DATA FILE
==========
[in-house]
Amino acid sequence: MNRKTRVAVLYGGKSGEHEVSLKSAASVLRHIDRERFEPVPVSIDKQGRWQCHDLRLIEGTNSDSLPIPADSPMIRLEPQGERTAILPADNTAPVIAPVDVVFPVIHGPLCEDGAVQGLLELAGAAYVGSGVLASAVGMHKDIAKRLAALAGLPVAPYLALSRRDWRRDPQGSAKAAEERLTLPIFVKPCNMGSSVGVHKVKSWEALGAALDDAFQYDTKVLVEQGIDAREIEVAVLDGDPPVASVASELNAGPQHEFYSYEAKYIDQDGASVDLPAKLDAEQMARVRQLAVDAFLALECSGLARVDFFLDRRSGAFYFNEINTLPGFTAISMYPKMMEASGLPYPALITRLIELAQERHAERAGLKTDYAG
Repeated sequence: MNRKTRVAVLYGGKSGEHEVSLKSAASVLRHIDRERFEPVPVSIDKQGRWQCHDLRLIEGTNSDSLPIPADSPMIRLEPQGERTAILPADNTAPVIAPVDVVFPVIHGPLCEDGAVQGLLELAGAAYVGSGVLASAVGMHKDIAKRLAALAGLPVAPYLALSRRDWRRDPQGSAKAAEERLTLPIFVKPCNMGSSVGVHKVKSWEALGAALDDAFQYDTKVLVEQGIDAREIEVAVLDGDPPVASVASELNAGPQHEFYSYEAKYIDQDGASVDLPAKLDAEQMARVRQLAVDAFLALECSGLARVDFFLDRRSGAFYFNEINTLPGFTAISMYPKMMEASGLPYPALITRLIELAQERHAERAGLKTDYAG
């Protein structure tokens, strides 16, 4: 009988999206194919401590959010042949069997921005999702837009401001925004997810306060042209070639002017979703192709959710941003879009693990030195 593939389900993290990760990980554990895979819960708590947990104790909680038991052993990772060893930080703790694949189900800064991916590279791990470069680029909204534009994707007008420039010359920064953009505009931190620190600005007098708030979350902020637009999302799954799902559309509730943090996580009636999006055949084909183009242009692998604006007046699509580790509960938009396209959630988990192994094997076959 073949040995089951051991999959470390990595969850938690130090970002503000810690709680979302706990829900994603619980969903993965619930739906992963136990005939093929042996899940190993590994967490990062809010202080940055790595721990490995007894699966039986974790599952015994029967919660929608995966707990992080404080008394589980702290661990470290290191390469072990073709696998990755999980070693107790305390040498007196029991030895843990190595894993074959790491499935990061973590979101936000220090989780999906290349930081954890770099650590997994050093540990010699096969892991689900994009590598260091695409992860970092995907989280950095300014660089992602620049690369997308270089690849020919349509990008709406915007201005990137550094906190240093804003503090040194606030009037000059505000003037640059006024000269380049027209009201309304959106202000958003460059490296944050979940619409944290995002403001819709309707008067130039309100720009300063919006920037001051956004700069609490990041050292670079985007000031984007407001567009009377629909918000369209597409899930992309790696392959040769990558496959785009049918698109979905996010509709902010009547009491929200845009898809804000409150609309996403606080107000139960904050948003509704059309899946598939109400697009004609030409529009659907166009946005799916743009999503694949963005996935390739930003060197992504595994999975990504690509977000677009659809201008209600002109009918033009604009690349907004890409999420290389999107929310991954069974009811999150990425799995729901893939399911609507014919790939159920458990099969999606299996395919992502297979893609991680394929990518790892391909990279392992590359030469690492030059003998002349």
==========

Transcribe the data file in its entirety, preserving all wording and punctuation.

[in-house]
Amino acid sequence: MNRKTRVAVLYGGKSGEHEVSLKSAASVLRHIDRERFEPVPVSIDKQGRWQCHDLRLIEGTNSDSLPIPADSPMIRLEPQGERTAILPADNTAPVIAPVDVVFPVIHGPLCEDGAVQGLLELAGAAYVGSGVLASAVGMHKDIAKRLAALAGLPVAPYLALSRRDWRRDPQGSAKAAEERLTLPIFVKPCNMGSSVGVHKVKSWEALGAALDDAFQYDTKVLVEQGIDAREIEVAVLDGDPPVASVASELNAGPQHEFYSYEAKYIDQDGASVDLPAKLDAEQMARVRQLAVDAFLALECSGLARVDFFLDRRSGAFYFNEINTLPGFTAISMYPKMMEASGLPYPALITRLIELAQERHAERAGLKTDYAG
Repeated sequence: MNRKTRVAVLYGGKSGEHEVSLKSAASVLRHIDRERFEPVPVSIDKQGRWQCHDLRLIEGTNSDSLPIPADSPMIRLEPQGERTAILPADNTAPVIAPVDVVFPVIHGPLCEDGAVQGLLELAGAAYVGSGVLASAVGMHKDIAKRLAALAGLPVAPYLALSRRDWRRDPQGSAKAAEERLTLPIFVKPCNMGSSVGVHKVKSWEALGAALDDAFQYDTKVLVEQGIDAREIEVAVLDGDPPVASVASELNAGPQHEFYSYEAKYIDQDGASVDLPAKLDAEQMARVRQLAVDAFLALECSGLARVDFFLDRRSGAFYFNEINTLPGFTAISMYPKMMEASGLPYPALITRLIELAQERHAERAGLKTDYAG
């Protein structure tokens, strides 16, 4: 009988999206194919401590959010042949069997921005999702837009401001925004997810306060042209070639002017979703192709959710941003879009693990030195 593939389900993290990760990980554990895979819960708590947990104790909680038991052993990772060893930080703790694949189900800064991916590279791990470069680029909204534009994707007008420039010359920064953009505009931190620190600005007098708030979350902020637009999302799954799902559309509730943090996580009636999006055949084909183009242009692998604006007046699509580790509960938009396209959630988990192994094997076959 073949040995089951051991999959470390990595969850938690130090970002503000810690709680979302706990829900994603619980969903993965619930739906992963136990005939093929042996899940190993590994967490990062809010202080940055790595721990490995007894699966039986974790599952015994029967919660929608995966707990992080404080008394589980702290661990470290290191390469072990073709696998990755999980070693107790305390040498007196029991030895843990190595894993074959790491499935990061973590979101936000220090989780999906290349930081954890770099650590997994050093540990010699096969892991689900994009590598260091695409992860970092995907989280950095300014660089992602620049690369997308270089690849020919349509990008709406915007201005990137550094906190240093804003503090040194606030009037000059505000003037640059006024000269380049027209009201309304959106202000958003460059490296944050979940619409944290995002403001819709309707008067130039309100720009300063919006920037001051956004700069609490990041050292670079985007000031984007407001567009009377629909918000369209597409899930992309790696392959040769990558496959785009049918698109979905996010509709902010009547009491929200845009898809804000409150609309996403606080107000139960904050948003509704059309899946598939109400697009004609030409529009659907166009946005799916743009999503694949963005996935390739930003060197992504595994999975990504690509977000677009659809201008209600002109009918033009604009690349907004890409999420290389999107929310991954069974009811999150990425799995729901893939399911609507014919790939159920458990099969999606299996395919992502297979893609991680394929990518790892391909990279392992590359030469690492030059003998002349």